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Jumping into a cloud migration without the right planning is like signing a contract without reading the fine print. What initially seemed straightforward can quickly become much more complicated and expensive than expected.
Enterprises that foresaw big cost savings and other ROI from their cloud spend often find themselves wrangling with multiple technical and financial issues, especially as they confront the complexity of today’s multi-cloud environments.
Over 80 percent of enterprises rely on multiple cloud computing services, for everything from CRM software to business collaboration tools. Ensuring a sustainable multi-cloud setup requires adept planning in tandem with cloud cost management. Proper planning will avoid costly surprises by providing clear insights into usage levels and their associated expenses from the start.
More specifically, it’s essential to perform a thorough cost-benefit analysis when deciding what to keep in your on-premises environment (CapEx) and what to replace with workloads in the public cloud (OpEx).
CapEx is the standard model of traditional IT procurement, while OpEx is how cloud computing services are procured. The two have very different implications for cost, control and operational flexibility.
The public cloud in particular is closely associated with cost savings because it doesn’t require any steep upfront CapEx. But it’s not always the most economical option. Fixed investments in IT equipment (e.g., for a private cloud) can actually be less expensive in certain cases. Before making the leap to the cloud, it’s advisable to have:
One of the prime reasons for cloud migration is the overall operational flexibility, beyond just potential savings, unlocked by the OpEx model.
Let’s look at how CapEx and OpEx compare as cost management strategies:
Under CapEx procurement, you make a significant upfront investment in order to acquire and maintain your critical IT assets. This comes with sunk costs that make it difficult to pivot as business requirements evolve and which can impede or kill other projects in need of funds.
Many organizations also overbuy, in order to handle peak demands, but often times this results in expensive excess capacity that lays dormant.
However, if a CapEx asset’s useful life extends beyond a year, it can typically be paid for through depreciation. This allows for tax deductions as the purchase accumulates wear and tear. You also have full control of your resources without having to rely heavily on an outside provider.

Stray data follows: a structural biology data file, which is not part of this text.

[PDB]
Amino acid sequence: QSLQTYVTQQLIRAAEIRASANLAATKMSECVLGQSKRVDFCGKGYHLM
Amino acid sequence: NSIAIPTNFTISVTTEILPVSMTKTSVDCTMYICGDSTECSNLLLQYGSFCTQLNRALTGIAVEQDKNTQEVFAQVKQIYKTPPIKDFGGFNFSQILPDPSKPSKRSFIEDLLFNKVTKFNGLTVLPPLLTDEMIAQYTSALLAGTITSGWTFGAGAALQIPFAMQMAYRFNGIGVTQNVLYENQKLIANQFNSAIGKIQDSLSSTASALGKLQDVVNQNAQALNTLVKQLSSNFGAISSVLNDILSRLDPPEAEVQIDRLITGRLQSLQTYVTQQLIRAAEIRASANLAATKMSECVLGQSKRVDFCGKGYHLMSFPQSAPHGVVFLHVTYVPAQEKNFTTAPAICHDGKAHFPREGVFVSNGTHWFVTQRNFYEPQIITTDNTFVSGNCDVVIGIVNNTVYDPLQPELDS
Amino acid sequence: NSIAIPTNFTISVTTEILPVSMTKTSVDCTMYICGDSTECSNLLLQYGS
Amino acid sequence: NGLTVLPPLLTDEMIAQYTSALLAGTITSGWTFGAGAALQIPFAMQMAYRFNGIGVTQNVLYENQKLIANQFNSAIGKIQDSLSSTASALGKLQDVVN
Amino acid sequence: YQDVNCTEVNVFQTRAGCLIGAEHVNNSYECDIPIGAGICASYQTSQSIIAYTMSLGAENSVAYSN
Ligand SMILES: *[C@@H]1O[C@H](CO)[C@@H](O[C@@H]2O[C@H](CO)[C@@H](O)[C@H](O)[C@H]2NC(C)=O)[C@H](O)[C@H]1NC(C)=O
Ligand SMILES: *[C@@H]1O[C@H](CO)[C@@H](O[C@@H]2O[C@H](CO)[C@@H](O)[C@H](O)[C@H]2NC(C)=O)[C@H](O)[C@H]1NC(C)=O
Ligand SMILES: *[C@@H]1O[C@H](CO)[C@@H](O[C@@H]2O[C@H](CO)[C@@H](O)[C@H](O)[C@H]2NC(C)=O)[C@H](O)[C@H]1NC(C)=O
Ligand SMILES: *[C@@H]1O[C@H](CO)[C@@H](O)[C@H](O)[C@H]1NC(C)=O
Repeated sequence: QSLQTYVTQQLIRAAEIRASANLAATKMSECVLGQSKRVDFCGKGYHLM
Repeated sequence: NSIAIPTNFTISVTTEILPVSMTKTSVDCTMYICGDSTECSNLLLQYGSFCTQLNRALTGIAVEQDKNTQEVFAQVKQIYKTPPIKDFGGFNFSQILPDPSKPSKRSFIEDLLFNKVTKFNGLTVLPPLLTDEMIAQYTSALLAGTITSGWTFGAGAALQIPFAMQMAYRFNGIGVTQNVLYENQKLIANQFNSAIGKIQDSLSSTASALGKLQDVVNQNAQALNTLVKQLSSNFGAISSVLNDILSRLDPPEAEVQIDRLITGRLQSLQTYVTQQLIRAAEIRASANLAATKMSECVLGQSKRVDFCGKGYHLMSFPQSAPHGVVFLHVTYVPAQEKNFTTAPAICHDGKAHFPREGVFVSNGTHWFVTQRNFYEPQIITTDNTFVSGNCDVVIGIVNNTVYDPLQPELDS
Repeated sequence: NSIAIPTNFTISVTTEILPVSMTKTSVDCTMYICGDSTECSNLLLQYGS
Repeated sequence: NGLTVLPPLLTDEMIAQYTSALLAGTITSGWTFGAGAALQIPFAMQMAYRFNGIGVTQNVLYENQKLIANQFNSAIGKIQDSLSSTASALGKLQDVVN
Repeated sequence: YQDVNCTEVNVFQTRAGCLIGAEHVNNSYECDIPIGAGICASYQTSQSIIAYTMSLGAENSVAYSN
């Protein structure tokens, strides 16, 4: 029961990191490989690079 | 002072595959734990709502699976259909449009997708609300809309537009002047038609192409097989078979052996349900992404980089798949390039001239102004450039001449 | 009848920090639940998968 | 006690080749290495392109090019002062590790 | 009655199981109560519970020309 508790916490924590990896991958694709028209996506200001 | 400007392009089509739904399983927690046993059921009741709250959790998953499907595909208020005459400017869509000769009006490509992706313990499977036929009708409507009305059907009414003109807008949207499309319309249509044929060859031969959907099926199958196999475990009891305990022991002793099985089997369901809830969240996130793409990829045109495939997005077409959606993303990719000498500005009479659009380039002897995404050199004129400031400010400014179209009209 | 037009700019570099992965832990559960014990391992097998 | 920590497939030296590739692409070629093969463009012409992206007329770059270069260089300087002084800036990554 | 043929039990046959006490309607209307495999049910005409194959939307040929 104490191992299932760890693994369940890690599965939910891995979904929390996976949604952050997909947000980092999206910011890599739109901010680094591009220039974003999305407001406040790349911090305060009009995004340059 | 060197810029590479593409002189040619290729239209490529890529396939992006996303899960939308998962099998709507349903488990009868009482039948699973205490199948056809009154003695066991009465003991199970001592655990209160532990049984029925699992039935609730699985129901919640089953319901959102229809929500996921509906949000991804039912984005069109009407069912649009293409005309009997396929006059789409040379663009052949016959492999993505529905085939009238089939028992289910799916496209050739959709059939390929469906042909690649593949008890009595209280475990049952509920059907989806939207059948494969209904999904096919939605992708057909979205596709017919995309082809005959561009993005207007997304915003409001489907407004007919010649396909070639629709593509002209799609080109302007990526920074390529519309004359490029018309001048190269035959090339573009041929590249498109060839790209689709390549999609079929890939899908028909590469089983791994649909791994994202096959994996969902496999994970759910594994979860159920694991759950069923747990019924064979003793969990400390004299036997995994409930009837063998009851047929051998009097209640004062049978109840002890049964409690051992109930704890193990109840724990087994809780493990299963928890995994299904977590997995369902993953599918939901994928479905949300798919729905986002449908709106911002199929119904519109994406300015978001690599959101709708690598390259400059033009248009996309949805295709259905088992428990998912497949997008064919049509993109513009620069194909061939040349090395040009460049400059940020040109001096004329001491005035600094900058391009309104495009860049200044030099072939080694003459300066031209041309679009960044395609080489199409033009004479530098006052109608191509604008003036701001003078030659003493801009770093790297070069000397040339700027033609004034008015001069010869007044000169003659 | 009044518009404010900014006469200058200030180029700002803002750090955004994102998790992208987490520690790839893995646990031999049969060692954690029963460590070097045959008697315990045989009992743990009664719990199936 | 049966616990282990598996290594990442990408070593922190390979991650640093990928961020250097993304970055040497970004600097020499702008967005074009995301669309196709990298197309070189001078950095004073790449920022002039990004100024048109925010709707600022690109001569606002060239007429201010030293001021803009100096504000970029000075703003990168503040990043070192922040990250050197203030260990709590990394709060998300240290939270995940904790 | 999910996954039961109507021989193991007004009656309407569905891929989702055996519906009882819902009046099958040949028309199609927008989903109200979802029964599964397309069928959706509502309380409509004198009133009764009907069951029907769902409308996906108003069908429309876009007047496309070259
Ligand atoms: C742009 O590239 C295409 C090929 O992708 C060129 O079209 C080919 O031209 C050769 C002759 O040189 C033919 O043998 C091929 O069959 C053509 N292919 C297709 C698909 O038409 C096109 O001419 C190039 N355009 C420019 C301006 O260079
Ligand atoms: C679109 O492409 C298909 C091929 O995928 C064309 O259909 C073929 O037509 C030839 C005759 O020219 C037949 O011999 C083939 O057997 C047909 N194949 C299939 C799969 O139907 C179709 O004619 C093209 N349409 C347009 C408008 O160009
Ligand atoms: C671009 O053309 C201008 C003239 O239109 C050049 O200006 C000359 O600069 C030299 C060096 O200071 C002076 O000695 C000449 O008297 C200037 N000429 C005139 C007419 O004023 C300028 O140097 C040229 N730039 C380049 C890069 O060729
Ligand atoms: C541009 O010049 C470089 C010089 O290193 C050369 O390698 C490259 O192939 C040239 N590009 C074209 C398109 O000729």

CapEx comes with many constraints, including, but not limited to:
These limitations are what make cloud an appealing upgrade option in the first place. However, physical servers still have an important place for many organizations as they are being used to build their Hybrid IT and Multi-cloud strategies.
Examples of CapEx Projects:
With OpEx, and technologies like public cloud, you gain much more flexibility than you would with CapEx:
At the same time, you lose some control over your IT infrastructure and often have to make do with limited provider tools. This makes it difficult to monitor cloud performance in the context of your business requirements.
OpEx can even become more costly than simply purchasing an equivalent CapEx asset, especially if there is no accountability for users or optimizations within the cloud services budget.
Left unchecked, the self-service at the heart of cloud frequently results in the familiar problem of overspending. This typically arises when departments and individual users provision, decommission and manage cloud instances without any consistent or governance framework.
Keeping costs from spiraling out of control is essential when consuming OpEx services.
The answer to “Should I use a CapEx or OpEx model for my infrastructure?” will always depend on the situation at hand. That said, as public cloud continues to gain popularity, so will OpEx.
It’s much easier to make pivotal decisions about your cloud environments and get the most from an OpEx deployment if you have a well-defined process for predicting your costs, along with the technical solutions for managing them.
Examples of OpEx expenditures include:
In addition to looking beyond cost savings to justify your cloud investments, it’s important to go through all your data center configurations to see where they diverge from your actual usage. This ensures you are not over-provisioning your cloud environment from the get-go .
This gap assessment, which Softchoice can assist with, will help you optimize your cloud spend through the termination of unneeded resources and the addition of bursting and elasticity to cover peaks in demand without over provisioning.
It will also deliver insights into granular expenses for IT staff, facilities and utilities, which provides a clear baseline against which to measure your cloud deployment and forecast your expenses.
After completing your assessment and determining your readiness for a cloud migration, it’s useful to have one place where you can keep tabs on your different cloud services.
The Softchoice Cloud Dashboard provides this consolidated view of accounting, management and optimization across cloud environments. This gives you actionable insights into how your OpEx and CapEx investments are affecting your cloud cost management strategy. It also lets you connect the cost of cloud services to their business value.
Over time, your cloud environment will evolve and require regular reassessment to ensure that waste is eliminated, appropriate governance measures are implemented and resources are generally being used efficiently.